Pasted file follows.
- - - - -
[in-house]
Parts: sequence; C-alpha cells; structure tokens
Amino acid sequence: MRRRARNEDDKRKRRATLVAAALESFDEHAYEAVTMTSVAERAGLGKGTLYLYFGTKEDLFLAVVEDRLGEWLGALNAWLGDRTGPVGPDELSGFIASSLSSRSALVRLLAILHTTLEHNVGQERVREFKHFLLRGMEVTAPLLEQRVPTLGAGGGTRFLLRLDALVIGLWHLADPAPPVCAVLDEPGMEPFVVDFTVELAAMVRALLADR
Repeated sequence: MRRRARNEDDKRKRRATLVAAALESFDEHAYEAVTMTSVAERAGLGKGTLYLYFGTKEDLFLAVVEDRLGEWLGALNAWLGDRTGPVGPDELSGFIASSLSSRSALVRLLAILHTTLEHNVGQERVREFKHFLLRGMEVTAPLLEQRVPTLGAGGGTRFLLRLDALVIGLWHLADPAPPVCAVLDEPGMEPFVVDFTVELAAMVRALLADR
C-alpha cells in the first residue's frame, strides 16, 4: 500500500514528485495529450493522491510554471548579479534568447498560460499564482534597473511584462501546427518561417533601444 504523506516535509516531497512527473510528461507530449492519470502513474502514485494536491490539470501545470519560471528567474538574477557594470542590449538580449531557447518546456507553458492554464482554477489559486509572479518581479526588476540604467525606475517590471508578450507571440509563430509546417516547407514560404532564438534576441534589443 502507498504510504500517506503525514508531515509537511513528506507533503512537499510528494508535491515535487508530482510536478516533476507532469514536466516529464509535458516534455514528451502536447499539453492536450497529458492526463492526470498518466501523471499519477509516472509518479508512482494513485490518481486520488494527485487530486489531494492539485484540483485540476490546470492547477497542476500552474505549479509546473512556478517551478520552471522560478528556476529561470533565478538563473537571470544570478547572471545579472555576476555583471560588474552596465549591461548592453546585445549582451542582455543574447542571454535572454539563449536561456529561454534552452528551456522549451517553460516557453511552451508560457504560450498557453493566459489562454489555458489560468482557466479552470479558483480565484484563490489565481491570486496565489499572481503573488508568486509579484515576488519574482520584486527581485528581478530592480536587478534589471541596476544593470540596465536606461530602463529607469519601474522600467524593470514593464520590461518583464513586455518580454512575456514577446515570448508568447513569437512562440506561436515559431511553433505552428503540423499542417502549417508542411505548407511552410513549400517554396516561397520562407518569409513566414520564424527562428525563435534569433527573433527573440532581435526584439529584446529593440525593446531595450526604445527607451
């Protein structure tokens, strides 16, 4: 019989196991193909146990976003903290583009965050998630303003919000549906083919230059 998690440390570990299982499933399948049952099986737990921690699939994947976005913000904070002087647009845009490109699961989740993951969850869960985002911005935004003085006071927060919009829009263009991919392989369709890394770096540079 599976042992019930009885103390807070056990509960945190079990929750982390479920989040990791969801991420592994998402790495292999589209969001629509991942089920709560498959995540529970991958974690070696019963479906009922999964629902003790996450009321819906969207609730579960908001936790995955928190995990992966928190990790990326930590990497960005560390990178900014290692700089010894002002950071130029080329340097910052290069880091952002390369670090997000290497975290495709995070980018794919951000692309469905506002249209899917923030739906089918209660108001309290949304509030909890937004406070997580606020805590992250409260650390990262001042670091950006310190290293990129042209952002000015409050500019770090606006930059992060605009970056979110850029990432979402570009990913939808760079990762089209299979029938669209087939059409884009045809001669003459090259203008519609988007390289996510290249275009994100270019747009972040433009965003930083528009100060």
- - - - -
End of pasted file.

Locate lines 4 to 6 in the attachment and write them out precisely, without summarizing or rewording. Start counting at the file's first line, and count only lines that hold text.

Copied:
Repeated sequence: MRRRARNEDDKRKRRATLVAAALESFDEHAYEAVTMTSVAERAGLGKGTLYLYFGTKEDLFLAVVEDRLGEWLGALNAWLGDRTGPVGPDELSGFIASSLSSRSALVRLLAILHTTLEHNVGQERVREFKHFLLRGMEVTAPLLEQRVPTLGAGGGTRFLLRLDALVIGLWHLADPAPPVCAVLDEPGMEPFVVDFTVELAAMVRALLADR
C-alpha cells in the first residue's frame, strides 16, 4: 500500500514528485495529450493522491510554471548579479534568447498560460499564482534597473511584462501546427518561417533601444 504523506516535509516531497512527473510528461507530449492519470502513474502514485494536491490539470501545470519560471528567474538574477557594470542590449538580449531557447518546456507553458492554464482554477489559486509572479518581479526588476540604467525606475517590471508578450507571440509563430509546417516547407514560404532564438534576441534589443 502507498504510504500517506503525514508531515509537511513528506507533503512537499510528494508535491515535487508530482510536478516533476507532469514536466516529464509535458516534455514528451502536447499539453492536450497529458492526463492526470498518466501523471499519477509516472509518479508512482494513485490518481486520488494527485487530486489531494492539485484540483485540476490546470492547477497542476500552474505549479509546473512556478517551478520552471522560478528556476529561470533565478538563473537571470544570478547572471545579472555576476555583471560588474552596465549591461548592453546585445549582451542582455543574447542571454535572454539563449536561456529561454534552452528551456522549451517553460516557453511552451508560457504560450498557453493566459489562454489555458489560468482557466479552470479558483480565484484563490489565481491570486496565489499572481503573488508568486509579484515576488519574482520584486527581485528581478530592480536587478534589471541596476544593470540596465536606461530602463529607469519601474522600467524593470514593464520590461518583464513586455518580454512575456514577446515570448508568447513569437512562440506561436515559431511553433505552428503540423499542417502549417508542411505548407511552410513549400517554396516561397520562407518569409513566414520564424527562428525563435534569433527573433527573440532581435526584439529584446529593440525593446531595450526604445527607451
């Protein structure tokens, strides 16, 4: 019989196991193909146990976003903290583009965050998630303003919000549906083919230059 998690440390570990299982499933399948049952099986737990921690699939994947976005913000904070002087647009845009490109699961989740993951969850869960985002911005935004003085006071927060919009829009263009991919392989369709890394770096540079 599976042992019930009885103390807070056990509960945190079990929750982390479920989040990791969801991420592994998402790495292999589209969001629509991942089920709560498959995540529970991958974690070696019963479906009922999964629902003790996450009321819906969207609730579960908001936790995955928190995990992966928190990790990326930590990497960005560390990178900014290692700089010894002002950071130029080329340097910052290069880091952002390369670090997000290497975290495709995070980018794919951000692309469905506002249209899917923030739906089918209660108001309290949304509030909890937004406070997580606020805590992250409260650390990262001042670091950006310190290293990129042209952002000015409050500019770090606006930059992060605009970056979110850029990432979402570009990913939808760079990762089209299979029938669209087939059409884009045809001669003459090259203008519609988007390289996510290249275009994100270019747009972040433009965003930083528009100060």